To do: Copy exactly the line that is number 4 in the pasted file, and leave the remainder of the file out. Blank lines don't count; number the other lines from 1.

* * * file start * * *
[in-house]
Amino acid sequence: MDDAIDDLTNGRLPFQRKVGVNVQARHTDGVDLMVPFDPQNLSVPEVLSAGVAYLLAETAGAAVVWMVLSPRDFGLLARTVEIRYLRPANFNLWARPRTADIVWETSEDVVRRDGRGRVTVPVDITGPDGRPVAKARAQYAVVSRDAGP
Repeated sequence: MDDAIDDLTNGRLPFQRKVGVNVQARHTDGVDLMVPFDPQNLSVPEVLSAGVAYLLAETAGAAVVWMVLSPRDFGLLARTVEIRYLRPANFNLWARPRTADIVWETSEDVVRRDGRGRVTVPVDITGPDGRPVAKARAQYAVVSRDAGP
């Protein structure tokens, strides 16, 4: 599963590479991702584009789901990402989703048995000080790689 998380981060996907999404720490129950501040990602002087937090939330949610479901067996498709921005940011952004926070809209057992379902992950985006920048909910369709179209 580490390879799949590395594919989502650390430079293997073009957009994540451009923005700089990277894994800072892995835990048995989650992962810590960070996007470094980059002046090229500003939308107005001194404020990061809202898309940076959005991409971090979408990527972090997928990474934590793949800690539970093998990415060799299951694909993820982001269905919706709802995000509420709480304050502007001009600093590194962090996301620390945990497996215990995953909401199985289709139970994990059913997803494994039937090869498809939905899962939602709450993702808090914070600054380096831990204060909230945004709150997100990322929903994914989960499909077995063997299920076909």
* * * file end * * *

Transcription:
């Protein structure tokens, strides 16, 4: 599963590479991702584009789901990402989703048995000080790689 998380981060996907999404720490129950501040990602002087937090939330949610479901067996498709921005940011952004926070809209057992379902992950985006920048909910369709179209 580490390879799949590395594919989502650390430079293997073009957009994540451009923005700089990277894994800072892995835990048995989650992962810590960070996007470094980059002046090229500003939308107005001194404020990061809202898309940076959005991409971090979408990527972090997928990474934590793949800690539970093998990415060799299951694909993820982001269905919706709802995000509420709480304050502007001009600093590194962090996301620390945990497996215990995953909401199985289709139970994990059913997803494994039937090869498809939905899962939602709450993702808090914070600054380096831990204060909230945004709150997100990322929903994914989960499909077995063997299920076909």